As we continued to drive through the training center, Whiteley did think back to the morning when he worked Ruffian three furlongs from the gate with another promising, fast filly named Lady Portia. Another of Whiteley’s fillies, named Yankee Law, had just concluded her morning exercise. But instead of leaving through the gap, her rider decided to stand by the outside rail and watch the two brilliant young fillies work.

As they came charging down the stretch together, Yankee Law began backing up toward the inside rail, right in the path of the oncoming pair. Lady Portia collided with Yankee Law, sending both their riders crashing to the ground. Miraculously, no one was seriously hurt, with Lady Portia the only casualty, suffering a concussion and a bloody nose.

Ruffian, meanwhile, never batted an eye through the entire incident and continued the final eighth of the work on her own. Despite all the turmoil and losing her workmate, she still worked her three furlongs in a blazing :33 flat. Demonstrating that kind of incredible speed and professionalism at such a young age was the first indication that Whiteley had something very special on his hands. She had come within inches of disaster, but instead bounded away unscathed and into history.

Whiteley knew he was about to unleash a running machine, and he would wait until 9:30 or 10 o’clock before taking Ruffian out to the track for training. He wanted to make sure no one was around except his help. This was one horse he was intent on keeping under wraps until it was time to send her up to New York.

“You knew damn well the word would get out on her,” he said.

After bringing her to New York, Whitelely made sure she did not work a half any faster than :50. And he did little talking about her. He didn’t even put a pair of shoes on her until the morning of her first race. She had breezed with nothing on her feet her whole life.

As Whiteley said, “Hell, she came into the world bare-footed. Even though they pick up five or six lengths with shoes on, they stay sound longer without them.”

Rufffian, of course, went on to rattle off one record-breaking or equaling performance after another, winning the majority of her races by huge margins.

Ruffian is still in a lot of people’s hearts, and there she will remain, forever equaling and breaking records; a gust of wind that blew through the Sport of Kings all too briefly. Although her gravesite in the Belmont Park infield no longer will be the hallowed ground it was for almost five decades, racing fans reportedly will now be able to visit her at the Marchmont cemetery that had been generally closed to the public. They can now visit arguably the sport’s two greatest undefeated fillies, Ruffian and Personal Ensign. (On Sunday, November 12, it will be my honor and privilege to lead a special Secretariat Festival expanded tour to Claiborne and the Marchmont cemetery, where you can also see the graves of many other great horses who were born, raised or stood at stud at Claiborne).

But there will only be one Ruffian, who like Secretariat has taken on mythical qualities over the years.  Walter Farley in describing “The Black Stallion,” could easily have been describing Ruffian, so I will change genders for him – “You’ve never in your life seen a horse run so fast! She’s all power…all beauty.”


The Impact of Secretariat’s Daughters in Travers

Whenever I look at Secretariat’s past performances there seems to be a big empty space where the Travers should be. Yes, we are all well aware that Big Red was recovering from a virus and 105-degree fever that no doubt contributed to his shocking defeat in the Whitney Stakes. But is there anyone who wasn’t totally convinced that Secretariat would have crushed the victorious Travers winner Annihilate Em, who he defeated by 15 lengths a month later in the Marlboro Cup, just as he trounced his Whitney conqueror Onion by 12 lengths in the same race.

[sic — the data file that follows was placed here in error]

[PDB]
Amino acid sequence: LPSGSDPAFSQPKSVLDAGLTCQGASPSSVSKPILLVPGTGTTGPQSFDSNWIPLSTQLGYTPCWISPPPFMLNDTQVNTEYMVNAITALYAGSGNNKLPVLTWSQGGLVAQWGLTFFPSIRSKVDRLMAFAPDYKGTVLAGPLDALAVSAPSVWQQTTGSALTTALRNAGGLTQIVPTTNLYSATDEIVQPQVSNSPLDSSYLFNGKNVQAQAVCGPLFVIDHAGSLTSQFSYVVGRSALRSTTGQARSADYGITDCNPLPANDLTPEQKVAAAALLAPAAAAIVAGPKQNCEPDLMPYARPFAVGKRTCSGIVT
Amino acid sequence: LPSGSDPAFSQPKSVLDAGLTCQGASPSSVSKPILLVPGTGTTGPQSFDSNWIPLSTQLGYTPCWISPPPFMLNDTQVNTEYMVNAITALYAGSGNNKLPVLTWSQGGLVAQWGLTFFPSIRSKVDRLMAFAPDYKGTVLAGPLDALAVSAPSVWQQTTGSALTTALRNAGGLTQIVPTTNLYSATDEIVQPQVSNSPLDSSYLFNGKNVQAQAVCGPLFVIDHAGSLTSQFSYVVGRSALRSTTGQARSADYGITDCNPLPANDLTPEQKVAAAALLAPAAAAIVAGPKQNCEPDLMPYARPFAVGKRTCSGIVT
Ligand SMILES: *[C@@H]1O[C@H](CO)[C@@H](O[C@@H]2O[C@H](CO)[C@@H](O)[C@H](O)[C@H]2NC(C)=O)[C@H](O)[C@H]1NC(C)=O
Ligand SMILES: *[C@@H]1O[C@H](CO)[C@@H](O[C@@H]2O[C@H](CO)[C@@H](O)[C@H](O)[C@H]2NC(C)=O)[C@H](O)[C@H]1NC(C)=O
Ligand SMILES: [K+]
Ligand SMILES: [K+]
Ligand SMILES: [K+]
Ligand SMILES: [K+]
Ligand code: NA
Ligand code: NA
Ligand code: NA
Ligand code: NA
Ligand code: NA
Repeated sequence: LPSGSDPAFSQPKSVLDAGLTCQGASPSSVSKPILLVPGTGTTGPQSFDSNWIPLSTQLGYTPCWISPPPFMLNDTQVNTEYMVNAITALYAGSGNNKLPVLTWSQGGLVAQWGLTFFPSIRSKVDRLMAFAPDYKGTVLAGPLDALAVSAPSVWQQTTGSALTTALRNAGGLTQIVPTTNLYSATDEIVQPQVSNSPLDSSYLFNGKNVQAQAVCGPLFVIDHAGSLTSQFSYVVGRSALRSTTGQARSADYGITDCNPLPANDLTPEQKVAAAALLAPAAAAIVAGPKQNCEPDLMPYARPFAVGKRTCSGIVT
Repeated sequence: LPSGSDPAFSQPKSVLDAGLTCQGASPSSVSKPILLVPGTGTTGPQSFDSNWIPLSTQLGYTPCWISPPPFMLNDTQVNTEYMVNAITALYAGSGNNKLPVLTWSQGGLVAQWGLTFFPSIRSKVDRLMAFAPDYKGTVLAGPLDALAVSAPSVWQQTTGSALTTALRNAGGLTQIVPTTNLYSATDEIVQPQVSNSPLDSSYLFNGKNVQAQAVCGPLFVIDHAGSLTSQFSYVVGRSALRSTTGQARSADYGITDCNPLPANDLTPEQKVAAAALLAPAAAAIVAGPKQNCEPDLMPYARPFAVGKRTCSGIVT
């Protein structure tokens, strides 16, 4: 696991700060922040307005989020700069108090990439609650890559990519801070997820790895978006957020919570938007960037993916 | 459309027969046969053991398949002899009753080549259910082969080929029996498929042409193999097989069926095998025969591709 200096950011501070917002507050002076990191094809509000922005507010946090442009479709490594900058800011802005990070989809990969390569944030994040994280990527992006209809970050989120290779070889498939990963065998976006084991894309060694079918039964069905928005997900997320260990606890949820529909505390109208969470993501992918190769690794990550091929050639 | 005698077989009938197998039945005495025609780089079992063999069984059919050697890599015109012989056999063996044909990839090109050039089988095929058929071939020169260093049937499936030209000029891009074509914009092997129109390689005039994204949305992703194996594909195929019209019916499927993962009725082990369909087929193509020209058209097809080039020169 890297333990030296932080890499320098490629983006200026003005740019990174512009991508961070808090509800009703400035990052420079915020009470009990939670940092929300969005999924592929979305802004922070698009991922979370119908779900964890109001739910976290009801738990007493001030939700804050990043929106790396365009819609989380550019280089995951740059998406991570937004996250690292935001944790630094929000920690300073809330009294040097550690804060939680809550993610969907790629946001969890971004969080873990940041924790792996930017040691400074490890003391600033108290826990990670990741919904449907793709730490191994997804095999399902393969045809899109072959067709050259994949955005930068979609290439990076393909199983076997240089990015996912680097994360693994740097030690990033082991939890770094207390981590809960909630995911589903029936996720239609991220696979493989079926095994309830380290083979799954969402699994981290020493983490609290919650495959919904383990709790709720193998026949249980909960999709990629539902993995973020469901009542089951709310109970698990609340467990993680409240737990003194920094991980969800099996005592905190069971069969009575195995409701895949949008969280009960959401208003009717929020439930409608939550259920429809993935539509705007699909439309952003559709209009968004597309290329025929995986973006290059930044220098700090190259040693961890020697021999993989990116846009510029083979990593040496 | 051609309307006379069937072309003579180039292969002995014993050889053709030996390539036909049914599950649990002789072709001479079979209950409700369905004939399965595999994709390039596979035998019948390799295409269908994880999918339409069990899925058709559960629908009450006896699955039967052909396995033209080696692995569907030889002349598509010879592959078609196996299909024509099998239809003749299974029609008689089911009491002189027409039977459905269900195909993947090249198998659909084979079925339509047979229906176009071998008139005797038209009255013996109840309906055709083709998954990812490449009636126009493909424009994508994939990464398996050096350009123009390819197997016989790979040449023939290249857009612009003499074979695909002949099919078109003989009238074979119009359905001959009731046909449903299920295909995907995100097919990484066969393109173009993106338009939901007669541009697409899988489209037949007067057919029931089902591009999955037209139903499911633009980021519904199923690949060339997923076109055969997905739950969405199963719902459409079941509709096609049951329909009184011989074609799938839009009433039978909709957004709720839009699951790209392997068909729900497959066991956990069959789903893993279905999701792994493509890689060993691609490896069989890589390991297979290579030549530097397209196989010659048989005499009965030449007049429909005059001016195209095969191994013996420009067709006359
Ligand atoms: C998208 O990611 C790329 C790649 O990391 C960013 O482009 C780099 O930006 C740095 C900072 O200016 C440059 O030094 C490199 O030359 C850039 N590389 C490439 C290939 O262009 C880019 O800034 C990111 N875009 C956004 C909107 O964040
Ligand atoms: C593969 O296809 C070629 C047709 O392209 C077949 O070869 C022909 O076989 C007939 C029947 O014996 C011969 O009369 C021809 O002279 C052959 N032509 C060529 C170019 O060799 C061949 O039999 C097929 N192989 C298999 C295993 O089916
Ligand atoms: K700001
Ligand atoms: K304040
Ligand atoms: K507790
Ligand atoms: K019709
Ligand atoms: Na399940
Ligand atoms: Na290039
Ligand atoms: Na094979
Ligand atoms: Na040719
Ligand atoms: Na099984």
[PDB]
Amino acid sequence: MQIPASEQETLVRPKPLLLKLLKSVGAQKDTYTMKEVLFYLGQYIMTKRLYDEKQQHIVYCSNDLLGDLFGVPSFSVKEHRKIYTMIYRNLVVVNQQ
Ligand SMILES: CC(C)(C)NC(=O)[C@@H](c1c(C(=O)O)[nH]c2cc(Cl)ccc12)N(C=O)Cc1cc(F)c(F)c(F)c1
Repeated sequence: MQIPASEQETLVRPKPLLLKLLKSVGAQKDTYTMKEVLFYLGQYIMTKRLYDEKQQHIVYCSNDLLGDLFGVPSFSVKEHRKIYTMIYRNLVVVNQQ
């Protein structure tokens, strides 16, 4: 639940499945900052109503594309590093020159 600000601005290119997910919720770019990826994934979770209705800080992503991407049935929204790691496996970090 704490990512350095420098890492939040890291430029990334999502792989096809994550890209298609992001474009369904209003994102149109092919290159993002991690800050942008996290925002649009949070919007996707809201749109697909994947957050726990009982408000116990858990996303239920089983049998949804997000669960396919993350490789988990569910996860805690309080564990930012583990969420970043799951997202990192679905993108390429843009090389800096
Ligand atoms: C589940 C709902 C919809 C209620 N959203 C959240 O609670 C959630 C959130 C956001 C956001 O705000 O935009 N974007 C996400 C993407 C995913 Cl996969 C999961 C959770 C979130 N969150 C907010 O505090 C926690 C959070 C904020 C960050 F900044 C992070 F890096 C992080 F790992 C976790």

But no one can say that Secretariat hasn’t had a major impact on the Midsummer Derby, just as he has in most of the other major races around the country. In fact Secretariat’s impact on the breeding industry continues to grow every year thanks mainly to his three remarkable daughters Weekend Surprise, Terlingua, and Secrettame.

This year’s Travers Stakes field has been regarded as one of the strongest and deepest in many years, with seven top-class horses, including the winners of the Kentucky Derby (Mage), Preakness (National Treasure), and Belmont Stakes (Arcangelo), along with Forte, last year’s 2-year-old champion, three-time graded stakes winner at 3, and runner-up in the Belmont. The remaining three horses were Blue Grass Stakes and Tampa Bay Derby winner Tapit Trice; Matt Winn takes winner Disarm, who was second in the Louiisiana Derby and fourth in the Kentucky Derby; and Curlin Stakes winner Scotland.

If you look at the pedigrees of all seven horses you will see the name Secretariat an amazing 16 times through six of his daughters – Weekend Surprise (five times), Terlingua (five times), Secrettame (three times), and Viva Sec, Six Crowns, and Chosen Lady once each.

Also, Secretariat is in the pedigree of six of the last seven Travers winners.

Secretariat’s first major impact on the Travers came when his son General Assembly won the 1979 running by 15 lengths, setting a new track record that would stand for 37 years. Previous Travers record holders included Hall of Famers, Man o’ War, Buckpasser, Damascus, and Arts and Letters, champion Honest Pleasure, and Belmont Stakes winner Jaipur.

To demonstrate General Assembly’s versatility, he was the only horse to win the 1 1/4-mile Travers and the seven-furlong Vosburgh. And the only horse to run a faster Vosburgh was the legendary Dr. Fager.

So Travers weekend comes to an end. Once again we experienced racing at its extreme highs and its extreme lows, and we were able to tie in the present with the past. The big question as we head into fall and the Breeders’ Cup season is what the future will bring. Perhaps that will depend in whose hands the sport is in.

Photos courtesy of Adam Coglianese, Steve Haskin, and


Racing historian, author, and award-winning retired journalist for the Daily Racing Form and The Blood-Horse, Steve Haskin was inducted into the National Museum of Racing Hall of Fame’s Media Roll of Honor in 2016. Known for his racing knowledge and insightful prose, he has been an exclusive contributor to since 2020.